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The Sun Magazine

Essays, Memoirs, and True Stories

From The Honey Pot

This time we’re talking about feeling good — what an elusive state that is. Just when you think you’ve reached it, it’s gone. The advertising and consuming genii would have you believe that happiness/success/love can be found in this bottle or in that shiny car. Why, if it’s so easy to obtain, do we usually feel so miserable? And what does it mean to feel good?

Dear Food

“A veggie restaurant in Raleigh? It’ll never work” was the reaction of most folks who consider Raleigh a meat and potatoes town.

The Feminist Club

We experience two kinds of violence: the violence done to us by others, and the violence we do to ourselves. The latter hurts more, because it’s of our own making.

What I Heard

You do not have cramps. That’s invented by women who want attention. We don’t go in for that kind of malingering — that’s what it is. You have cramps because you eat too fast. You don’t chew.

Channel One

I once thought that the purpose of my life was to answer the question: “What is the purpose of my life?” I tried to fill myself looking for the answer. I have changed; I no longer move through life wondering “why?” I move. The meaning of life is usually contained in an awareness and appreciation of the process of life. The pleasure that I increasingly experience gives me the strength and trust to know I am moving through moments in the right way.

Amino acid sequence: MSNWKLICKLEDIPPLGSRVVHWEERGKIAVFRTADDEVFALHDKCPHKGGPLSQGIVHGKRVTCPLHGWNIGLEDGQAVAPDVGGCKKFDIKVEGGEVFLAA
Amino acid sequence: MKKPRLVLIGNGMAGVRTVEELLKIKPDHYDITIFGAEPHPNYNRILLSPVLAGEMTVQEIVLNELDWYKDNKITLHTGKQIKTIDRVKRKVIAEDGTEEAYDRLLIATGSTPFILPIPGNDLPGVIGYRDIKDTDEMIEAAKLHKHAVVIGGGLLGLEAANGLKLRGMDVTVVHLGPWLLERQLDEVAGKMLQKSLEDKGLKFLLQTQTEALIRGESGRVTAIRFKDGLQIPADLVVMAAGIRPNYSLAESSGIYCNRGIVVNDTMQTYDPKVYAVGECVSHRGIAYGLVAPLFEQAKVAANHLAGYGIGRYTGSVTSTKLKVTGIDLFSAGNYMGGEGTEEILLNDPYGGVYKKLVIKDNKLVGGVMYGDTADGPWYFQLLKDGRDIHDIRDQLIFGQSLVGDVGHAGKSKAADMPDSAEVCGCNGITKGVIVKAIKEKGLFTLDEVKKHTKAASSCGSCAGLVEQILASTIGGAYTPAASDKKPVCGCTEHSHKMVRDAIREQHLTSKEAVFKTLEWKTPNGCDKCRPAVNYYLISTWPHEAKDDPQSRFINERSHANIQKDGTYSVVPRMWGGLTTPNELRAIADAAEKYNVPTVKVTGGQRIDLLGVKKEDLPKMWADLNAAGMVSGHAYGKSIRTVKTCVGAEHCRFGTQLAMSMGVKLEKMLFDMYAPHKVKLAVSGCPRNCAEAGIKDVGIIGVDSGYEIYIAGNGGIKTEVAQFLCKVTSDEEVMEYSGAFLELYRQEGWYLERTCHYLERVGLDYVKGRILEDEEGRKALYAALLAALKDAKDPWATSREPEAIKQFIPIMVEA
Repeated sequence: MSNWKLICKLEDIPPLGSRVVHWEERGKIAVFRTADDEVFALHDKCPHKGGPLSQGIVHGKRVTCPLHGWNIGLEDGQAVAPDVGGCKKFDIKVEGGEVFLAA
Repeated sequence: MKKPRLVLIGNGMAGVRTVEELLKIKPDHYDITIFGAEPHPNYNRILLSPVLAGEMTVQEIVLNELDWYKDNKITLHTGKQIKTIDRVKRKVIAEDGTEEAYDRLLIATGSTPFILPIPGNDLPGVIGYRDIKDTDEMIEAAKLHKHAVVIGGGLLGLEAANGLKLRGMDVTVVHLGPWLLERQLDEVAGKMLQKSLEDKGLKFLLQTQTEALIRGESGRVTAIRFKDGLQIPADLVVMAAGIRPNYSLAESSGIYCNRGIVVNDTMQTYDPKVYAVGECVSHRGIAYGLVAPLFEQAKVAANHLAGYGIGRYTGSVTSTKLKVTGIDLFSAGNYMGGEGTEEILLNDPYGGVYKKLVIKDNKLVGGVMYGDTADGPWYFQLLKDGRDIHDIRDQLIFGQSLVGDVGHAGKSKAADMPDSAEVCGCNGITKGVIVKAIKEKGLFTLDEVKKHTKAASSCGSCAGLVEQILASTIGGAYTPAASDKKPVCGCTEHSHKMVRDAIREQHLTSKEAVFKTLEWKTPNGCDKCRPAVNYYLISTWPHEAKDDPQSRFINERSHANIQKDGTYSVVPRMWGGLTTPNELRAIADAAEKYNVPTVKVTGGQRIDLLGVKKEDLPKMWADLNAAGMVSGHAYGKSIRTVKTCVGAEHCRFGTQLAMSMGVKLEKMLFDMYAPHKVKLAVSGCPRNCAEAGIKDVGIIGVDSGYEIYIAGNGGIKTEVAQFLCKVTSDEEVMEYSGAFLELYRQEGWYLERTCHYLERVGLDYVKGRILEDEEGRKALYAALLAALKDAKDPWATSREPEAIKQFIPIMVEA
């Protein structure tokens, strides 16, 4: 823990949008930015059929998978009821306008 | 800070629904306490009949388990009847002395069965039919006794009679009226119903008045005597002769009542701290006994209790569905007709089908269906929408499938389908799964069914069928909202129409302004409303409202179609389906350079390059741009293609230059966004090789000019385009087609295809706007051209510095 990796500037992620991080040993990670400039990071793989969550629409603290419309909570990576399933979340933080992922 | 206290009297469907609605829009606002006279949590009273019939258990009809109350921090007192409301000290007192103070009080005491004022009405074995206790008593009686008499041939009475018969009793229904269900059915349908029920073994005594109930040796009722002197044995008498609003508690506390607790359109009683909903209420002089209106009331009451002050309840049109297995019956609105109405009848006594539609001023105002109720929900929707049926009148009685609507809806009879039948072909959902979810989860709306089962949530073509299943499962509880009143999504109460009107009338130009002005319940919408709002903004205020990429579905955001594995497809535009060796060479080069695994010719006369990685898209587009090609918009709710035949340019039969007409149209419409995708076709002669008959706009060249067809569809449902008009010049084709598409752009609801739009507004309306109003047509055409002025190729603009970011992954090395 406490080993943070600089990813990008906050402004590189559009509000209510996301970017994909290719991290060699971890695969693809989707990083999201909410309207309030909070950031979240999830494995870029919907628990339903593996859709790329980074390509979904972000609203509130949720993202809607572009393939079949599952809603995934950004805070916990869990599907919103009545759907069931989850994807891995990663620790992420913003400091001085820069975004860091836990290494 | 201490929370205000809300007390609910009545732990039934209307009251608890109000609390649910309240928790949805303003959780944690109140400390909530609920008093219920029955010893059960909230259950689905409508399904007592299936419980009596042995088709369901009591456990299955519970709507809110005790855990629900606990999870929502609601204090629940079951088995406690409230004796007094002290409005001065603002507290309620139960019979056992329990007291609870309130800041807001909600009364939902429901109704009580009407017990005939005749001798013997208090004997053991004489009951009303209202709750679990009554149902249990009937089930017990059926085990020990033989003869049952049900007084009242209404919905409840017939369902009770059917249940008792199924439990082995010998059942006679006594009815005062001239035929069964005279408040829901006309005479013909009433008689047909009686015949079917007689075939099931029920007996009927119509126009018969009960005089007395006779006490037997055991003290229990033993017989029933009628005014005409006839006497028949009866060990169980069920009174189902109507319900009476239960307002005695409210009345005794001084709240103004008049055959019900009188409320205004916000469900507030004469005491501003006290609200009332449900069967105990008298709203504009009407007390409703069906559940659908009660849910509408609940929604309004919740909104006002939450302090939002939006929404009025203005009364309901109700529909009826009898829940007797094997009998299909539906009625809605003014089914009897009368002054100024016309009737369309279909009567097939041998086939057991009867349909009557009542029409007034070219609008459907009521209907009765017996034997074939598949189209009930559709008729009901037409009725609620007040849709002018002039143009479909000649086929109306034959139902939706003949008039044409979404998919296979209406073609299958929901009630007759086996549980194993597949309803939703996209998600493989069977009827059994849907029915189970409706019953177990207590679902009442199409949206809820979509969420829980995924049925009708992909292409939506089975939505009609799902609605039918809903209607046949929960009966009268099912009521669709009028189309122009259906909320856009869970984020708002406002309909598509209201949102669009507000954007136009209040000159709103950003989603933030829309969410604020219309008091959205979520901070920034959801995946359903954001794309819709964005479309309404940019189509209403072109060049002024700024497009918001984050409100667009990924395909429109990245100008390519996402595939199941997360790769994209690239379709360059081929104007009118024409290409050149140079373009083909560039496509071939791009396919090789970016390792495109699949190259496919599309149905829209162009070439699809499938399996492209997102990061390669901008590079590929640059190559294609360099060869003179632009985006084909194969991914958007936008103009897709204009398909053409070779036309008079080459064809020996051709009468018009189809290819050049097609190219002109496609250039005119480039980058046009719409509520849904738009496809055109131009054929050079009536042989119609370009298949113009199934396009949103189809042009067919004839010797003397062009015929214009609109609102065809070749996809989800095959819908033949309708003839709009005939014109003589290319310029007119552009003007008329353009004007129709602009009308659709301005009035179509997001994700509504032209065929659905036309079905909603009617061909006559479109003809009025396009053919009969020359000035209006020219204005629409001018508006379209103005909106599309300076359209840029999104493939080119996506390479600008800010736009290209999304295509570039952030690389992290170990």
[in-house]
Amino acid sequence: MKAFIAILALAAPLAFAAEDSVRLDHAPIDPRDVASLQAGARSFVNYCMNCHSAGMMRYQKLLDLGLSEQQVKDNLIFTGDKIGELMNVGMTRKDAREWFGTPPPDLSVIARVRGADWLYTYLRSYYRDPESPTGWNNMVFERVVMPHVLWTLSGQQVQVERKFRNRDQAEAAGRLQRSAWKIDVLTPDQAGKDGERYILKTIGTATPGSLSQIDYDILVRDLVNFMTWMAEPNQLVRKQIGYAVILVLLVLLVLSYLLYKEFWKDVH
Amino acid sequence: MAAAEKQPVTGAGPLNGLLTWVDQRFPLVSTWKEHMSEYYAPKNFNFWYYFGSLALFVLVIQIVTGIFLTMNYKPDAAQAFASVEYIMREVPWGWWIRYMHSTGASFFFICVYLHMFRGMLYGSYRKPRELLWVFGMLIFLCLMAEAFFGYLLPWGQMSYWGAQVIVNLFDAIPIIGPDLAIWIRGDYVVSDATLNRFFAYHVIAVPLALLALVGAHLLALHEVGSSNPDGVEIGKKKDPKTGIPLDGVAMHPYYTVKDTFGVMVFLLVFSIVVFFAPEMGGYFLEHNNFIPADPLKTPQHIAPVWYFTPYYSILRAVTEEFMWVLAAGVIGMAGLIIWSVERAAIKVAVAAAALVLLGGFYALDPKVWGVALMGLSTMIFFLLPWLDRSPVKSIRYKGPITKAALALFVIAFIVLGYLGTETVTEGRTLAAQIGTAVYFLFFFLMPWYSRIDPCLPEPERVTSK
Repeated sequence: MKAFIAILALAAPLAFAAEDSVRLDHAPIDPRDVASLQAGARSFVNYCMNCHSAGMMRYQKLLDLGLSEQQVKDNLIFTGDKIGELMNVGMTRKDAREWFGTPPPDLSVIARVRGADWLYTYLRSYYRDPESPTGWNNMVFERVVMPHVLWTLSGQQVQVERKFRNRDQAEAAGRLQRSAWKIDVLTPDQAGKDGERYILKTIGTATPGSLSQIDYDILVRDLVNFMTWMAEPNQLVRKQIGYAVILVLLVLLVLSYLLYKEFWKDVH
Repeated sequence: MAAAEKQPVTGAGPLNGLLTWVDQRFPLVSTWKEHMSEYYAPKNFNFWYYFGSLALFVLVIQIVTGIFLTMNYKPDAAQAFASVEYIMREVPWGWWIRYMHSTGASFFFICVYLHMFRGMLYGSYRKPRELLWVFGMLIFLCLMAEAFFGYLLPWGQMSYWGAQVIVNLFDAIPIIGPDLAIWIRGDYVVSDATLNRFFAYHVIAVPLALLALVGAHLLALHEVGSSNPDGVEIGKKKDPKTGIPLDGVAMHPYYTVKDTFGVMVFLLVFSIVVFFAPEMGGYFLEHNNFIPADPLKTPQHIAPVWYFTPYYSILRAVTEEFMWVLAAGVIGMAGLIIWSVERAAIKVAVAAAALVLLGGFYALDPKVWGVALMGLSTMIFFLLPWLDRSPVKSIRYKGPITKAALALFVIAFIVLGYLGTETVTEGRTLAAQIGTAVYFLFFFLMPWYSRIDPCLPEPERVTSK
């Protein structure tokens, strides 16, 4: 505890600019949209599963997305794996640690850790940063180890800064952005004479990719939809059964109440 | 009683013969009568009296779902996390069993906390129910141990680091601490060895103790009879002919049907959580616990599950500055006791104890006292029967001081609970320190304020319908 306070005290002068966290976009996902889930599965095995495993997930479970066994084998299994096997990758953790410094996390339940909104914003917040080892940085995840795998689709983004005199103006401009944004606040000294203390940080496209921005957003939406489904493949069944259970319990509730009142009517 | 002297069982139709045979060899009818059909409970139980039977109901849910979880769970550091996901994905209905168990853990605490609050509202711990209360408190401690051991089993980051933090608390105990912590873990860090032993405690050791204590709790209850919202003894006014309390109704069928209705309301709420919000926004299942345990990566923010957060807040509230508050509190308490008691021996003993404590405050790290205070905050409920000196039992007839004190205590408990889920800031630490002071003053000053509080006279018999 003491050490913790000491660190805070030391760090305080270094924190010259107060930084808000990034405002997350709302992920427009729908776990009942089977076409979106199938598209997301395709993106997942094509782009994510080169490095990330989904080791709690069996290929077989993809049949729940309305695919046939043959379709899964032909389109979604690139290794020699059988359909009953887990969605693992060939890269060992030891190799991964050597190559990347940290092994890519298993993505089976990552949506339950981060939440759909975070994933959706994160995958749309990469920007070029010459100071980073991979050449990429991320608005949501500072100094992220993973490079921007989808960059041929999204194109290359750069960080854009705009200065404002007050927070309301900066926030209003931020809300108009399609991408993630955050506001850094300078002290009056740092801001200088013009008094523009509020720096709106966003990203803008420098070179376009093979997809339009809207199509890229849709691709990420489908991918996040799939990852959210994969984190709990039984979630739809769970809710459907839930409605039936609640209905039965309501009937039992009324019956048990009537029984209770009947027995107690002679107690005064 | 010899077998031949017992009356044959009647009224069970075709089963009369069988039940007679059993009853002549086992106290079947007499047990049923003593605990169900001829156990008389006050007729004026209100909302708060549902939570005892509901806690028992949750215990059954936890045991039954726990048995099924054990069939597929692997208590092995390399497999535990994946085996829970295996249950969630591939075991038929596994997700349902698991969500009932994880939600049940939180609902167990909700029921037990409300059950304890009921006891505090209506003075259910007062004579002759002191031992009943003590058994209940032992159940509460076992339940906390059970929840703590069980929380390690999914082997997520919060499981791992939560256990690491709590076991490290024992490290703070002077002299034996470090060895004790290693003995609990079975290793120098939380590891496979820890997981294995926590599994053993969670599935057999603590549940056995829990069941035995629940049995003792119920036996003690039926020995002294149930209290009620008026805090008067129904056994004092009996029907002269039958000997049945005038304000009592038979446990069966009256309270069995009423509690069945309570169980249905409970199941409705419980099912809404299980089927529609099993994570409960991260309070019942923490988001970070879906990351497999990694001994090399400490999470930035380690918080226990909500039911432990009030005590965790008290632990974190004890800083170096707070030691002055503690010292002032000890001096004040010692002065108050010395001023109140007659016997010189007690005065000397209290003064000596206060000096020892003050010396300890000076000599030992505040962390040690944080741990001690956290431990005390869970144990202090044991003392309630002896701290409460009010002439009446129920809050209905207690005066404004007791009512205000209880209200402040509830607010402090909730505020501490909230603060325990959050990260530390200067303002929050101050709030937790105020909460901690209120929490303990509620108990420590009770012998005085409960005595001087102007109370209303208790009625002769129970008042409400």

Another Appetite

The days of my life are inscribed in autumn’s diary; the leaves are pages burnished by experiences: some fiery red, some golden yellow, some mellow green, some dull brown.

Right Livelihood

Food Co-ops

Food coops became popular during the past decade as an alternative to supermarkets and retail natural food stores. What draws people to them are lower prices, democratic participation, friendly atmosphere, higher quality, and other factors. A number of books and articles have appeared extolling the virtues of coops, but very little of a critical nature has been written.

Channel One

Standing on the roof of a building high above Chapel Hill, I watch the sun passionately set. The sky is dazzling. The end of day heralded by pastels of tangerine, salmon, crimson, lavender, azure. Voluptuous swells of purple cumulus clouds glide across the lower sky while, high above, sleek streams of feathery cirrus race into the darkened east. I am awed.


Old letters are like old photographs of yourself. I’m shocked; I can actually hear this child-me speaking through these letters to myself. “To me when I am 13.” “To me when I am 16.” “To me when I am grown and a married lady.”